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Kadri wins 8th Tour de France stage in first of 3 days Vosges climbs; Nibali keeps lead

Team Astana with Kazakhstan's Dmitriy Gruzdev, Ukraine's Andriy Grivko, Kazakhstan's Maxim Iglinskiy, and Italy's Alessandro Vanotti, from left to right, lead the pack as it rides under menacing skies during the eighth stage of the Tour de France cycling race over 161 kilometers (100 miles) with start in Tomblaine and finish in Gerardmer, France, Saturday, July 12, 2014. (AP Photo/Christophe Ena)

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Team Astana with Kazakhstan's Dmitriy Gruzdev, Ukraine's Andriy Grivko, Kazakhstan's Maxim Iglinskiy, and Italy's Alessandro Vanotti, from left to right, lead the pack as it rides under menacing skies during the eighth stage of the Tour de France cycling race over 161 kilometers (100 miles) with start in Tomblaine and finish in Gerardmer, France, Saturday, July 12, 2014. (AP Photo/Christophe Ena)

GERARDMER, France - In a solo breakaway, Blel Kadri gave France its first stage winner at the Tour de France in the entree to the Vosges mountains on Saturday.

Meanwhile, Vincent Nibali extended his lead over his biggest rivals except an important one: Two-time champion Alberto Contador.

Over two minutes back, an attacking Contador duelled with Nibali to capture second place at the uphill finish of a rainy 161-kilometre (100-mile) ride from Tomblaine to Gerardmer La Mauselaine ski resort. Contador gained only seconds on Nibali, and was still 2 1/2 minutes behind him, but the threat was loud and clear.

The overall standings changed after Stage 8, with mostly strong climbers at the top.

Kadri, sensing his looming victory in the last kilometre, clasped hands in joy with a staffer of his AG2R Mondiale team, who was alongside him in a team car. He kissed his fingers to the crowd and smiled broadly at the line.

"Today was my day, and I'm really, really, really happy," he said after his maiden Tour stage win. "We work all year for good performances in this race. ... Today it paid off."

Kadri emerged from a five-man breakaway that chiselled out a lead of as many as 11 minutes. None of the breakaway riders threatened Nibali's yellow jersey: The highest-placed among them started the stage nearly 26 1/2 minutes back.

Contador attacked as he and Nibali passed under the red flag marking one kilometre to go. But the Italian couldn't be shaken — hewing right on the Spaniard's back wheel except for Contador's final surge at the line.

"I'm not explosive, but I held my own," Nibali said. "I tried to respond as best I could to his attack ... he moved a lot, I really wanted to stick close to him ... in the last 100 metres he accelerated a lot."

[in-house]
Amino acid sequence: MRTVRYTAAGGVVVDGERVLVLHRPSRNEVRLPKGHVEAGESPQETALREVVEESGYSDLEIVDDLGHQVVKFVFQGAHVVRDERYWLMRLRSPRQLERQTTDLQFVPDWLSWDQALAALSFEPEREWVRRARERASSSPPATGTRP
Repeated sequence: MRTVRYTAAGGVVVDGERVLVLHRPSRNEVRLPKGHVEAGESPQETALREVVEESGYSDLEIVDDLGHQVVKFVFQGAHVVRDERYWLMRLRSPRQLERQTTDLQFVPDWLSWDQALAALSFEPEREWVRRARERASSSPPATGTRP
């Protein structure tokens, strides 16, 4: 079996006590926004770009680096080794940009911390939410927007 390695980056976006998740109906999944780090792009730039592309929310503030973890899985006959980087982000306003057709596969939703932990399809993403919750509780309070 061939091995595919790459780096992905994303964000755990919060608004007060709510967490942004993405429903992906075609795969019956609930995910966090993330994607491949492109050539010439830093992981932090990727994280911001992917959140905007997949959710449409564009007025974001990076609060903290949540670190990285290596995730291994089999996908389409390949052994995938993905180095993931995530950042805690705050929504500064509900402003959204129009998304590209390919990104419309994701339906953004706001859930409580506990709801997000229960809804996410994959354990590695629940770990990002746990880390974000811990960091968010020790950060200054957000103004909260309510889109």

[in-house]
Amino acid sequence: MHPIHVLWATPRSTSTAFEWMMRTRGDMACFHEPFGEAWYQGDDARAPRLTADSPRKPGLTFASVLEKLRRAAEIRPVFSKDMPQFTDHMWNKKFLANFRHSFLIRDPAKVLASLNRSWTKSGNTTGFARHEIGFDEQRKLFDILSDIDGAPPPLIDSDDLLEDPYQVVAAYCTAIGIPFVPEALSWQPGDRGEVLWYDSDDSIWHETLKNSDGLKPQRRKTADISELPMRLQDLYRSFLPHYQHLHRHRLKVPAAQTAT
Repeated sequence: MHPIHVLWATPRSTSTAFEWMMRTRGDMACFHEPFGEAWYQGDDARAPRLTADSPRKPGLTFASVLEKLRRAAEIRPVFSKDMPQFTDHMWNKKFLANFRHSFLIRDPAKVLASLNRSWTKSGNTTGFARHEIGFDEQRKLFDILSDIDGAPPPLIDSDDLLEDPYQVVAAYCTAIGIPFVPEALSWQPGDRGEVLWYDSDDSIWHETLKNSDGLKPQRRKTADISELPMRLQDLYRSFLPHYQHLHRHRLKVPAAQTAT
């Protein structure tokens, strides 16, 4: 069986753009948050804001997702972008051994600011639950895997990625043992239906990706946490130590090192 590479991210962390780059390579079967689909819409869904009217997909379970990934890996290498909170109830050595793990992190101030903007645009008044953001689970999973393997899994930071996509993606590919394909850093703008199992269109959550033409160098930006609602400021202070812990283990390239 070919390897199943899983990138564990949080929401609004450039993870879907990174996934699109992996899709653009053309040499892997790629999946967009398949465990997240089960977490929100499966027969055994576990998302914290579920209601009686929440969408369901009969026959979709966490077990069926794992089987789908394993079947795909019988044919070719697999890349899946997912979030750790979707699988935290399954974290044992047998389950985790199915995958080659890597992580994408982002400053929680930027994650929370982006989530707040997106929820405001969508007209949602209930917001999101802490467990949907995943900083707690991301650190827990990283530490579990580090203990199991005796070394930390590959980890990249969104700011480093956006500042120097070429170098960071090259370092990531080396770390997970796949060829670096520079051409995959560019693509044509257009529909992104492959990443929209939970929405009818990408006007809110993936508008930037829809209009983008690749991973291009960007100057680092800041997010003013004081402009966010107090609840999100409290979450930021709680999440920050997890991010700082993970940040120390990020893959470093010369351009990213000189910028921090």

The ride featured three mid-grade climbs in the first of three days in the mid-sized Vosges range near the German border.

Christian Meier of Langley, B.C., was 90th. Svein Tuft, also from Langley, was in the same group, finishing the stage 110th.

Meier is 143rd in the overall standings, while Tuft is 146th.

American Andrew Talansky had trouble and lost time in the title chase to other contenders. In the final ascent, he skidded off the wet road and fumbled — with help from a fan — to repair what seemed to be a problem with his bike. A race medical report said he had multiple contusions.

Talansky, the Garmin-Sharp team leader, finished more than two minutes behind Nibali and Contador, and trailed the leader by 4 minutes, 22 seconds in 16th place overall. He started the ride in eighth, 2:05 down.

Overall, Nibali led Astana teammate Jakob Fuglsang of Denmark in second by 1 minute, 44 seconds. Australia's Richie Porte of Team Sky, who finished fourth on Saturday, was 1:58 back in third. Spain's Alejandro Valverde was fifth, 2:27 adrift, and Contador was sixth, 2:34 behind.

The breakaway five chiselled out their maximum lead with about 50 kilometres (30 miles) left, and the pack began to accelerate. With around 25 kilometres left, the lead dwindled to 4 1/2 minutes. France's Sylvain Chavanel pressed the pace among the five in front, then Kadri overtook him, pedalling alone up the final climb.

There were fewer crashes than in recent days. Before the stage, Swiss rider Mathias Frank, the leader of the IAM Cycling team, withdraw because of broken left femur in a crash on Friday. Frank, who was runner-up in the Tour de Suisse last month, underwent surgery in Geneva on Saturday.

The toughest ride in the Vosges will come on Monday when cyclists face seven ascents, including an uphill finish to the storied ski resort La Planche des Belles Filles. The pack faces six ascents on Sunday with a 170-kilometre (106-mile) ride from Gerardmer to Mulhouse.

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